. Neuropathologic assessment of dementia markers in identical and fraternal twins. Brain Pathol. 2014 Jul;24(4):317-33. Epub 2014 Mar 7 PubMed.

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  1. What happens in two genetically identical brains after 98 years? What happens in the brains of two not genetically identical, but fraternal and opposite-sex twins after 79 years? What are the similarities and differences between two brains that at the beginning of their lives shared the same parental imprinting, similar social stimuli and environments, and equivalent nutrition, and then reached a life of eight, nine, or 10 decades long? The group of monozygotic and dizygotic twins analyzed in this study was diagnosed with dementia, mainly of Alzheimer’s disease (AD) type, as well as other medical conditions. Were the brain lesions associated with AD comparable between identical and fraternal twin brains? Were those AD lesions the only cerebral lesions present in their brains? What about their genotypes: Is the ApoE gene so important, and is it the only one? If there are differences in terms of brain pathology between genetically identical twins who died at the same age, what are the possible explanations?

    These and other questions were the stimulating basis of this peculiar investigation. We had the unique opportunity to analyze a series of brains from monozygotic and dizygotic twins using the up-to-date clinical and pathologic criteria for Alzheimer’s dementia (AD). One of our several aims was to observe whether the brains from identical and fraternal twins could show more similarities, or pathologic concordances, in monozygotic (MZ) compared to dizygotic (DZ) twins. The study was performed on twin subjects, part of the Swedish Twin Registry and connected studies, who received periodic clinical and cognitive assessments before death, and an extensive neuropathologic assessment of multiple regions of the brain using immunohistochemistry techniques and semi-quantitative pathology scoring systems.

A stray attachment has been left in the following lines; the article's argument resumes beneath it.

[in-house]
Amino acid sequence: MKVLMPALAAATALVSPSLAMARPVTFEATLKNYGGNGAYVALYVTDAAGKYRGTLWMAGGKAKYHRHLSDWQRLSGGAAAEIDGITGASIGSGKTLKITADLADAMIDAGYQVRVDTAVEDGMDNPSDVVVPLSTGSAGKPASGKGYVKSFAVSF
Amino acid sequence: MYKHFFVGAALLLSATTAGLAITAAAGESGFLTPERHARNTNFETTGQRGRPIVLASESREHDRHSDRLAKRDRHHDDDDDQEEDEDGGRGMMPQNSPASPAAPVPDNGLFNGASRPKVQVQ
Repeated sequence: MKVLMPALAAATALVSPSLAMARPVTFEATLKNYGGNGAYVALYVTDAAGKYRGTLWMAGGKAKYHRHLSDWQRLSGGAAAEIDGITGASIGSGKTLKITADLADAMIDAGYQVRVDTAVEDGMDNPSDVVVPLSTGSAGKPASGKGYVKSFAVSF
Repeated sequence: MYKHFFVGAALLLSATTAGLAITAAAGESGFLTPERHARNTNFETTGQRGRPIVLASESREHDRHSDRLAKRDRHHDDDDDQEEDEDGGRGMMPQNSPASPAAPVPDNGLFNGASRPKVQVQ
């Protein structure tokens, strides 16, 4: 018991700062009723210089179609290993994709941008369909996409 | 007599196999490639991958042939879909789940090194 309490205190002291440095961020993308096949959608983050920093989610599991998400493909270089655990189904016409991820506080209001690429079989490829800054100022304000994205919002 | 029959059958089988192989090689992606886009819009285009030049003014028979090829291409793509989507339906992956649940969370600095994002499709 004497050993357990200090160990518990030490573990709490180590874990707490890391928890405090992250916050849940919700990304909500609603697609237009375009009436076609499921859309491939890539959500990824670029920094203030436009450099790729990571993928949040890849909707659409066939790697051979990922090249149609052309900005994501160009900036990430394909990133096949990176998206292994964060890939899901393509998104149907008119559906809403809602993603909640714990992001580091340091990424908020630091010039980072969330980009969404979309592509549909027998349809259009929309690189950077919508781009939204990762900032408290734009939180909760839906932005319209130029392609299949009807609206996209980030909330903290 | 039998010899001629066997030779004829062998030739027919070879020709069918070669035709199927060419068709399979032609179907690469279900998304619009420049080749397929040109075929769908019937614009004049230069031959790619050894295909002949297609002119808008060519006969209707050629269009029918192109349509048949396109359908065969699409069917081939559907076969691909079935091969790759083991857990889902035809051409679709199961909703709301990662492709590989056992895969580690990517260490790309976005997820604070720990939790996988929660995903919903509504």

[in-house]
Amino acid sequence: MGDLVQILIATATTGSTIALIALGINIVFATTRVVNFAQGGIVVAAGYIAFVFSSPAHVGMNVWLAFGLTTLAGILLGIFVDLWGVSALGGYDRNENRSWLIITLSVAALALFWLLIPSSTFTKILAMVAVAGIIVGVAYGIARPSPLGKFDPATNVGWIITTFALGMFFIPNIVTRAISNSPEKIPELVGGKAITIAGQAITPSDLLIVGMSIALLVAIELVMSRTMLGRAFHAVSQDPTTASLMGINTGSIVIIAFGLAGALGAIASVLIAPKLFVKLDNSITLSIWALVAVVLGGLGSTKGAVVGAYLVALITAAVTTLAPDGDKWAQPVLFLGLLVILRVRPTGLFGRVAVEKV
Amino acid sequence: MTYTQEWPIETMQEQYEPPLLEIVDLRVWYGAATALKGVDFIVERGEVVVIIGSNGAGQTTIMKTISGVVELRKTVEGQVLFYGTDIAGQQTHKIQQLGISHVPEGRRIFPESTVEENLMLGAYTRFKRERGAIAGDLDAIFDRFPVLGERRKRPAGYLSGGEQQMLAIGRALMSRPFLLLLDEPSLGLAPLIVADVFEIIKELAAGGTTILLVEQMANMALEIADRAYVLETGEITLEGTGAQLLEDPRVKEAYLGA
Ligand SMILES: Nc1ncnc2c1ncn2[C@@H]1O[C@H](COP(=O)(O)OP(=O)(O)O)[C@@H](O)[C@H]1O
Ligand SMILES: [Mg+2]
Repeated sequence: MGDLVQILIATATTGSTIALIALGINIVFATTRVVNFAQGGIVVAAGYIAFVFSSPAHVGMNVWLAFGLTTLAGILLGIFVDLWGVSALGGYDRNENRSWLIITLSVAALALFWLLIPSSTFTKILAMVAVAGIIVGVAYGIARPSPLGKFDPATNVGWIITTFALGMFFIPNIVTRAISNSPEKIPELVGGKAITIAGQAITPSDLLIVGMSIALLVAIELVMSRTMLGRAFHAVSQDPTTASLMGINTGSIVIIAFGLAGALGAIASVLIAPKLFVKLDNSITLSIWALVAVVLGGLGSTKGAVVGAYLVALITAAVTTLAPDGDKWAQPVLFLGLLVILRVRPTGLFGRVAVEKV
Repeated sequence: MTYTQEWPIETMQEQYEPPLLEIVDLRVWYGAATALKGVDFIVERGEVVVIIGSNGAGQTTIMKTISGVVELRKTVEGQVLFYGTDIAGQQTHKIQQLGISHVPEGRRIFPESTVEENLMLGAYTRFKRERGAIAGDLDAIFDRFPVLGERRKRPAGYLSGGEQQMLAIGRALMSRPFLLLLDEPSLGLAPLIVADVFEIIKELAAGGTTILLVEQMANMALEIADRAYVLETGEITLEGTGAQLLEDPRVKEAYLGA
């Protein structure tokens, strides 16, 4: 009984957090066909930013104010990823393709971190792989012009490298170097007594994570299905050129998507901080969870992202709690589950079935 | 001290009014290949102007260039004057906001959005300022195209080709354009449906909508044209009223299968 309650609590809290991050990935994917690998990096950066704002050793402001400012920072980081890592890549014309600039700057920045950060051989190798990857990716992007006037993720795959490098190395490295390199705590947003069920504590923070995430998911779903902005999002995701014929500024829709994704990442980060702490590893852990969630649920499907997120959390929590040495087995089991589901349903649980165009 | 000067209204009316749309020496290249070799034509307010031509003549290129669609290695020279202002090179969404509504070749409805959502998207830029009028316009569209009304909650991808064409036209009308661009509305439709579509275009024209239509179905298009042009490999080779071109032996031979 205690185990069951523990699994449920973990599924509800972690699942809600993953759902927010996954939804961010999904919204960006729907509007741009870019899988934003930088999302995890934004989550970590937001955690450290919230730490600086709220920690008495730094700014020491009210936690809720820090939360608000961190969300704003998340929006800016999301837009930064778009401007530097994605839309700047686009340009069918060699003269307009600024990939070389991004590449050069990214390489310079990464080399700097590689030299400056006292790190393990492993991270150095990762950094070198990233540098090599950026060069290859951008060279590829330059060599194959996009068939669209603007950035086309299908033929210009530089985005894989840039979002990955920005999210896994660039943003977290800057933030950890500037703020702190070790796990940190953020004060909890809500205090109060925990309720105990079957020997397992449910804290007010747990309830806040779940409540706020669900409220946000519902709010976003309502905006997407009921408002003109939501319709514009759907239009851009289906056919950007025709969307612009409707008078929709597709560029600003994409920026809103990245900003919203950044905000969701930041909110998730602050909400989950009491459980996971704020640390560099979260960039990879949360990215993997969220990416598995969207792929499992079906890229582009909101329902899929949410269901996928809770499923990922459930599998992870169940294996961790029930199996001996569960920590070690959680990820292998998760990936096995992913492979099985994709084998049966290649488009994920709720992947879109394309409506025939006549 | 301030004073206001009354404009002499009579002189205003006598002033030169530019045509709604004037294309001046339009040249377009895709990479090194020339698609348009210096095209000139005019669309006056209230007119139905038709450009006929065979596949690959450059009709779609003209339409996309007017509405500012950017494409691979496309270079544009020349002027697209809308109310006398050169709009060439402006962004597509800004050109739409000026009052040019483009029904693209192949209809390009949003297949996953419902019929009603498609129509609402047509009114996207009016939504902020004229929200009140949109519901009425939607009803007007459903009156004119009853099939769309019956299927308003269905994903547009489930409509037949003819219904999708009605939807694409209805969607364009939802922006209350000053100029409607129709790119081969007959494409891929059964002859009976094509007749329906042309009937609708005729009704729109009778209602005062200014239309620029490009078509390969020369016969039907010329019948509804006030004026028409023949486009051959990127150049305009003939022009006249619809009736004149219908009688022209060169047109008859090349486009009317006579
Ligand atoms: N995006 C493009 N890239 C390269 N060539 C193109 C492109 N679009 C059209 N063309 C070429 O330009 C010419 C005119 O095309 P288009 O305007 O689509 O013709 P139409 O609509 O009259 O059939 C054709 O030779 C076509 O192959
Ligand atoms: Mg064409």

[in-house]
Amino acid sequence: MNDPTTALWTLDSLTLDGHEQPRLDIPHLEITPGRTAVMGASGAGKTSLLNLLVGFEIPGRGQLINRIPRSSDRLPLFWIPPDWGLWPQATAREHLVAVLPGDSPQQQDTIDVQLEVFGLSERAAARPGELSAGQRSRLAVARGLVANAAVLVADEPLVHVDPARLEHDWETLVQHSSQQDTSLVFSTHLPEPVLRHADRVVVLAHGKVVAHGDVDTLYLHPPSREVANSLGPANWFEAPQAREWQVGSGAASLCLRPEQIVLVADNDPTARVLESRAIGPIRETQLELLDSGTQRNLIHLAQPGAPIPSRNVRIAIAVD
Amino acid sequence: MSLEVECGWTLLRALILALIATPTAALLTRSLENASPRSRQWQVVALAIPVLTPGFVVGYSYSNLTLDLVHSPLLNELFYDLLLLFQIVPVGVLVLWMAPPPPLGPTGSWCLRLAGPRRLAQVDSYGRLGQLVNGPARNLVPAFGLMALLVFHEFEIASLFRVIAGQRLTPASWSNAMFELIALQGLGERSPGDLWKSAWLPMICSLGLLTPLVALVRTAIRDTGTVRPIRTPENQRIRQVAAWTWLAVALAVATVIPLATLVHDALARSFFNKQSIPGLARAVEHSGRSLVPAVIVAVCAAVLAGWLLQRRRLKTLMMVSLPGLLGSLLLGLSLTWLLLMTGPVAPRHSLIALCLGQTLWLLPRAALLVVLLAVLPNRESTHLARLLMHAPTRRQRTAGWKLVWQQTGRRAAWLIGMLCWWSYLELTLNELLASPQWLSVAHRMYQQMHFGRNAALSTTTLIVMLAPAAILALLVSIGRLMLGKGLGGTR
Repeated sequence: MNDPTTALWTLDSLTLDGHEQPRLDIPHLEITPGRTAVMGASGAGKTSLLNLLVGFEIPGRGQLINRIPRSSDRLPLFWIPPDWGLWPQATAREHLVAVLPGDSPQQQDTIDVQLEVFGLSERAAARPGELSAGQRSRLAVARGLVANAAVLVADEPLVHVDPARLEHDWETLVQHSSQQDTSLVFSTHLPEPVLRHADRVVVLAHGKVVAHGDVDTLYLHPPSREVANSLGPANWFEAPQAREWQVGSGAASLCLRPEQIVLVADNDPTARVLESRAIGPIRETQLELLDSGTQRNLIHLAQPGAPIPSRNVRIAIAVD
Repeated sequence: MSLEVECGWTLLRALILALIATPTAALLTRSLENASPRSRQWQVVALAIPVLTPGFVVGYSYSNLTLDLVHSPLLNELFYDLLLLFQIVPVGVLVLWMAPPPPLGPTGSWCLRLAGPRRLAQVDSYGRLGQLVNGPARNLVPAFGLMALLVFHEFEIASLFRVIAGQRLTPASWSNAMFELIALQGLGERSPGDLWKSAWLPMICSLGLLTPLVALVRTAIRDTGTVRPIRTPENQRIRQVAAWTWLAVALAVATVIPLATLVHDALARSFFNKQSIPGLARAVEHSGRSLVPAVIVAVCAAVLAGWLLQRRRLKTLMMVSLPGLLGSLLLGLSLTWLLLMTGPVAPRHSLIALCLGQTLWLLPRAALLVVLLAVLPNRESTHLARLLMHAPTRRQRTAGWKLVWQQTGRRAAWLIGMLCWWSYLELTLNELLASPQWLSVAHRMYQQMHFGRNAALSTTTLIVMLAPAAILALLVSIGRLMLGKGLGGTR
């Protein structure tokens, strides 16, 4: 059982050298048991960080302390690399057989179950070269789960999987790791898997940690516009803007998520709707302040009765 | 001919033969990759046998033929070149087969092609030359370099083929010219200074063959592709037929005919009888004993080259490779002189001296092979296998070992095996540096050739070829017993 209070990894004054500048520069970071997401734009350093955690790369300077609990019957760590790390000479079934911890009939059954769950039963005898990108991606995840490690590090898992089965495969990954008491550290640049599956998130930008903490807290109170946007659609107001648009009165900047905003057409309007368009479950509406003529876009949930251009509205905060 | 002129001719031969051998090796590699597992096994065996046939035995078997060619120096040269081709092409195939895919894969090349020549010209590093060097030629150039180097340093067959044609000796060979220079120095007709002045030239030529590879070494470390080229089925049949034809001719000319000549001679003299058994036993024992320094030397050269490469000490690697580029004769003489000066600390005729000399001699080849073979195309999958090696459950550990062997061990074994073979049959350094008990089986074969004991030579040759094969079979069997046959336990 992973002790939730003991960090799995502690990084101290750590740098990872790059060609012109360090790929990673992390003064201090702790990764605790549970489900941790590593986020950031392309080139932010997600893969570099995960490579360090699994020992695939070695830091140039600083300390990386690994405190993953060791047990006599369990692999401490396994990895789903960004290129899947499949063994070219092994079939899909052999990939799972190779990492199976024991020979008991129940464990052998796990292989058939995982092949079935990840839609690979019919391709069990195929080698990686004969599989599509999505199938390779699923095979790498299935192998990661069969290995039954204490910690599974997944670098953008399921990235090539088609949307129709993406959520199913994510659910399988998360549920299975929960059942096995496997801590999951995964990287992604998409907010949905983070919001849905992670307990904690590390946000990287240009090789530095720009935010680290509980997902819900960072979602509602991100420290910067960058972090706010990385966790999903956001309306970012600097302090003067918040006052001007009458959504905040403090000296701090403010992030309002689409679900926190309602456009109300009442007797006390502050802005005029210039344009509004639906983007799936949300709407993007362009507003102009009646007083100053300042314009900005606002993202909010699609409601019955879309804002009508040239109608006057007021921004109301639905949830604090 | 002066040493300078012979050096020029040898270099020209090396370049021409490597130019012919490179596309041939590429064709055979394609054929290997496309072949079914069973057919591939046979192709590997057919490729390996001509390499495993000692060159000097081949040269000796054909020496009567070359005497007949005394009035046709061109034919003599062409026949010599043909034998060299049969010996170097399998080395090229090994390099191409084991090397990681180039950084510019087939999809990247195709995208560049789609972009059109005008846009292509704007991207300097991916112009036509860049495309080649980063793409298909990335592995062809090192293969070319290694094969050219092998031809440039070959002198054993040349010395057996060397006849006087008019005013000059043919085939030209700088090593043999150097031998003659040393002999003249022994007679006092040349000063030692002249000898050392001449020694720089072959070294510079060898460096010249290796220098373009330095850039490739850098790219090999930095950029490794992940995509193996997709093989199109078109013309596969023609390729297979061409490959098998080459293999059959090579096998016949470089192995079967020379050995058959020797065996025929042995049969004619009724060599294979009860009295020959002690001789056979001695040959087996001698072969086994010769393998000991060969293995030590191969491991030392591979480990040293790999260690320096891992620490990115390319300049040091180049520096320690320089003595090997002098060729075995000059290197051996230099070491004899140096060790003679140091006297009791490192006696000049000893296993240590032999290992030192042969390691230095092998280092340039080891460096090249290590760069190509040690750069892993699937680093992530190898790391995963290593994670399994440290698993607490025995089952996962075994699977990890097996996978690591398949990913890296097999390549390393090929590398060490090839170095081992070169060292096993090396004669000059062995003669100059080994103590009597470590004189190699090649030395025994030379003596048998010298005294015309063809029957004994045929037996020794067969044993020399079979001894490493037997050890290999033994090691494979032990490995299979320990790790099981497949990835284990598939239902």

We hope that this investigation, unique in its genre, could offer new, unexplored, and intriguing views on the interaction among genetics, early social and environmental imprinting, education, and the possible pathologic changes, compensatory capacity, and plasticity phenomena of the central nervous system during normal and pathologic aging. We hope that this study will open new perspectives in human neuroscience, and that it will stimulate the entire medical and scientific community to consider those numerous and varied aspects of the gene-environment interaction that still need to be completely understood. Such future discoveries will probably shed light on what makes the human species so unique among mammals—so unique that its members will even donate their brains to investigate their own kind, as those twins and their families, to whom go our greatest recognition, generously did.

    I thank the twins, their families, and the entire scientific team who made this investigation possible.